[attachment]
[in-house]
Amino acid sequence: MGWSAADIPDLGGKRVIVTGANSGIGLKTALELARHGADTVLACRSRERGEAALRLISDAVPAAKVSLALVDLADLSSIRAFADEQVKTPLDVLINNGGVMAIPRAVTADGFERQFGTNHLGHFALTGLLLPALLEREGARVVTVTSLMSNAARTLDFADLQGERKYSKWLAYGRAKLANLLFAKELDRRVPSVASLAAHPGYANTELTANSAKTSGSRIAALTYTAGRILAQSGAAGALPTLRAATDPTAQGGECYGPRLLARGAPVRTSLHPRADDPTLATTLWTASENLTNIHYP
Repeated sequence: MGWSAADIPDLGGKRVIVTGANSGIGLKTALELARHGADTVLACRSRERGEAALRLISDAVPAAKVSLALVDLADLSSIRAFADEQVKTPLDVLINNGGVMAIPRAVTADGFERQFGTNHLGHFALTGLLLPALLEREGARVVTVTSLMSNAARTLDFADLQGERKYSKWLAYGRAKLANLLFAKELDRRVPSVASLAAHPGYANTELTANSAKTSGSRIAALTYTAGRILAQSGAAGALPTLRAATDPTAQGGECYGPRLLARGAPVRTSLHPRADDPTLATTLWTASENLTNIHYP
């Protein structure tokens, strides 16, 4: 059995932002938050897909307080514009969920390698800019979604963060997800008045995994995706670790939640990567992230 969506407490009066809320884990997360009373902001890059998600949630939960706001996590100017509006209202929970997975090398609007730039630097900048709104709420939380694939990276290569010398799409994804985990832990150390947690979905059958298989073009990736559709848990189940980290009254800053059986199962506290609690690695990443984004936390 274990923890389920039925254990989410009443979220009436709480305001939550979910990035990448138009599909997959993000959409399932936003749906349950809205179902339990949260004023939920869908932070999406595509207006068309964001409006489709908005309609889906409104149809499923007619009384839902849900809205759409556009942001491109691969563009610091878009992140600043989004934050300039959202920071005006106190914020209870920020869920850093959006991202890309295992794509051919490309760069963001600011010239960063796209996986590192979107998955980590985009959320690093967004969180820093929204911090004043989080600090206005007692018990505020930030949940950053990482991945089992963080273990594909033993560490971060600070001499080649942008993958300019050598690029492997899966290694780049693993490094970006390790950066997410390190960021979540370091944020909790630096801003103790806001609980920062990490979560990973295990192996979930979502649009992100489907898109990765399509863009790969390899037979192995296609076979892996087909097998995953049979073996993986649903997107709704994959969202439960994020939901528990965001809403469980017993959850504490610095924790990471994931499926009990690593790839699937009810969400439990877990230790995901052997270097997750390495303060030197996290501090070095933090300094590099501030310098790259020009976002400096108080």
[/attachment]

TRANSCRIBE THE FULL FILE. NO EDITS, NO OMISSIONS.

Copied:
[in-house]
Amino acid sequence: MGWSAADIPDLGGKRVIVTGANSGIGLKTALELARHGADTVLACRSRERGEAALRLISDAVPAAKVSLALVDLADLSSIRAFADEQVKTPLDVLINNGGVMAIPRAVTADGFERQFGTNHLGHFALTGLLLPALLEREGARVVTVTSLMSNAARTLDFADLQGERKYSKWLAYGRAKLANLLFAKELDRRVPSVASLAAHPGYANTELTANSAKTSGSRIAALTYTAGRILAQSGAAGALPTLRAATDPTAQGGECYGPRLLARGAPVRTSLHPRADDPTLATTLWTASENLTNIHYP
Repeated sequence: MGWSAADIPDLGGKRVIVTGANSGIGLKTALELARHGADTVLACRSRERGEAALRLISDAVPAAKVSLALVDLADLSSIRAFADEQVKTPLDVLINNGGVMAIPRAVTADGFERQFGTNHLGHFALTGLLLPALLEREGARVVTVTSLMSNAARTLDFADLQGERKYSKWLAYGRAKLANLLFAKELDRRVPSVASLAAHPGYANTELTANSAKTSGSRIAALTYTAGRILAQSGAAGALPTLRAATDPTAQGGECYGPRLLARGAPVRTSLHPRADDPTLATTLWTASENLTNIHYP
């Protein structure tokens, strides 16, 4: 059995932002938050897909307080514009969920390698800019979604963060997800008045995994995706670790939640990567992230 969506407490009066809320884990997360009373902001890059998600949630939960706001996590100017509006209202929970997975090398609007730039630097900048709104709420939380694939990276290569010398799409994804985990832990150390947690979905059958298989073009990736559709848990189940980290009254800053059986199962506290609690690695990443984004936390 274990923890389920039925254990989410009443979220009436709480305001939550979910990035990448138009599909997959993000959409399932936003749906349950809205179902339990949260004023939920869908932070999406595509207006068309964001409006489709908005309609889906409104149809499923007619009384839902849900809205759409556009942001491109691969563009610091878009992140600043989004934050300039959202920071005006106190914020209870920020869920850093959006991202890309295992794509051919490309760069963001600011010239960063796209996986590192979107998955980590985009959320690093967004969180820093929204911090004043989080600090206005007692018990505020930030949940950053990482991945089992963080273990594909033993560490971060600070001499080649942008993958300019050598690029492997899966290694780049693993490094970006390790950066997410390190960021979540370091944020909790630096801003103790806001609980920062990490979560990973295990192996979930979502649009992100489907898109990765399509863009790969390899037979192995296609076979892996087909097998995953049979073996993986649903997107709704994959969202439960994020939901528990965001809403469980017993959850504490610095924790990471994931499926009990690593790839699937009810969400439990877990230790995901052997270097997750390495303060030197996290501090070095933090300094590099501030310098790259020009976002400096108080």